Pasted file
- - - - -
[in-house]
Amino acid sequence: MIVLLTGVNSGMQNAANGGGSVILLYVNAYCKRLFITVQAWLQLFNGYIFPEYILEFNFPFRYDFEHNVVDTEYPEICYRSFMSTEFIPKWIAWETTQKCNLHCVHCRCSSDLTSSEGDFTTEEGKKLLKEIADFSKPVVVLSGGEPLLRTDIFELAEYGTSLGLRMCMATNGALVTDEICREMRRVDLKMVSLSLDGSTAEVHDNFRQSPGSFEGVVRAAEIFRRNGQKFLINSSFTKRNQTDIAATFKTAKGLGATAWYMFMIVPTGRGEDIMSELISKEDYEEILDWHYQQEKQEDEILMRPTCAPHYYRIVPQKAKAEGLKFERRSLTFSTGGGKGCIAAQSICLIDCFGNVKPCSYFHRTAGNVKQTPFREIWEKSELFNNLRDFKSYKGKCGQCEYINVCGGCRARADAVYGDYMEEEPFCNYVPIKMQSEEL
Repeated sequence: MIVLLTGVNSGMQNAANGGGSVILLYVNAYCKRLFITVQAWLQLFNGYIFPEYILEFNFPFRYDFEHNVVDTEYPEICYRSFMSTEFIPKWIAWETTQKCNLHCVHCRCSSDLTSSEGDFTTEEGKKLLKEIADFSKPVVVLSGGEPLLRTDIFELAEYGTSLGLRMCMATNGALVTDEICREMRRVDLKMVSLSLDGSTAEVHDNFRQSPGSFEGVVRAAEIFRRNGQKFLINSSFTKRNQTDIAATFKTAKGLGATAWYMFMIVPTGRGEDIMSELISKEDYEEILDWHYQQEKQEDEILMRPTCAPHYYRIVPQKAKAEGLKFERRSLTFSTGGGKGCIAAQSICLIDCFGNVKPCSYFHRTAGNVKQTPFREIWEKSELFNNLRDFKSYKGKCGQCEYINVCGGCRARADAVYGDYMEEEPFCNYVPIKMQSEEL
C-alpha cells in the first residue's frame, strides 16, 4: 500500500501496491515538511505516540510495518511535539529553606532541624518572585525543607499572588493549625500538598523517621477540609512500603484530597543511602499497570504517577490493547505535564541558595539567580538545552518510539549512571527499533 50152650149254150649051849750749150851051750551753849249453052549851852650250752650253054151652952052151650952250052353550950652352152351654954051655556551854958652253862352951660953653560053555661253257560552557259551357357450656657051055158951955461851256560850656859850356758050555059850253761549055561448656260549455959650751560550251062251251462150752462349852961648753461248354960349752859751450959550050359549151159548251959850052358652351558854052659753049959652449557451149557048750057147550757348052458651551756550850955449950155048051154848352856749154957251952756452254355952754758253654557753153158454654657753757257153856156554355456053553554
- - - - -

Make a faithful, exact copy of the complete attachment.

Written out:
[in-house]
Amino acid sequence: MIVLLTGVNSGMQNAANGGGSVILLYVNAYCKRLFITVQAWLQLFNGYIFPEYILEFNFPFRYDFEHNVVDTEYPEICYRSFMSTEFIPKWIAWETTQKCNLHCVHCRCSSDLTSSEGDFTTEEGKKLLKEIADFSKPVVVLSGGEPLLRTDIFELAEYGTSLGLRMCMATNGALVTDEICREMRRVDLKMVSLSLDGSTAEVHDNFRQSPGSFEGVVRAAEIFRRNGQKFLINSSFTKRNQTDIAATFKTAKGLGATAWYMFMIVPTGRGEDIMSELISKEDYEEILDWHYQQEKQEDEILMRPTCAPHYYRIVPQKAKAEGLKFERRSLTFSTGGGKGCIAAQSICLIDCFGNVKPCSYFHRTAGNVKQTPFREIWEKSELFNNLRDFKSYKGKCGQCEYINVCGGCRARADAVYGDYMEEEPFCNYVPIKMQSEEL
Repeated sequence: MIVLLTGVNSGMQNAANGGGSVILLYVNAYCKRLFITVQAWLQLFNGYIFPEYILEFNFPFRYDFEHNVVDTEYPEICYRSFMSTEFIPKWIAWETTQKCNLHCVHCRCSSDLTSSEGDFTTEEGKKLLKEIADFSKPVVVLSGGEPLLRTDIFELAEYGTSLGLRMCMATNGALVTDEICREMRRVDLKMVSLSLDGSTAEVHDNFRQSPGSFEGVVRAAEIFRRNGQKFLINSSFTKRNQTDIAATFKTAKGLGATAWYMFMIVPTGRGEDIMSELISKEDYEEILDWHYQQEKQEDEILMRPTCAPHYYRIVPQKAKAEGLKFERRSLTFSTGGGKGCIAAQSICLIDCFGNVKPCSYFHRTAGNVKQTPFREIWEKSELFNNLRDFKSYKGKCGQCEYINVCGGCRARADAVYGDYMEEEPFCNYVPIKMQSEEL
C-alpha cells in the first residue's frame, strides 16, 4: 500500500501496491515538511505516540510495518511535539529553606532541624518572585525543607499572588493549625500538598523517621477540609512500603484530597543511602499497570504517577490493547505535564541558595539567580538545552518510539549512571527499533 50152650149254150649051849750749150851051750551753849249453052549851852650250752650253054151652952052151650952250052353550950652352152351654954051655556551854958652253862352951660953653560053555661253257560552557259551357357450656657051055158951955461851256560850656859850356758050555059850253761549055561448656260549455959650751560550251062251251462150752462349852961648753461248354960349752859751450959550050359549151159548251959850052358652351558854052659753049959652449557451149557048750057147550757348052458651551756550850955449950155048051154848352856749154957251952756452254355952754758253654557753153158454654657753757257153856156554355456053553554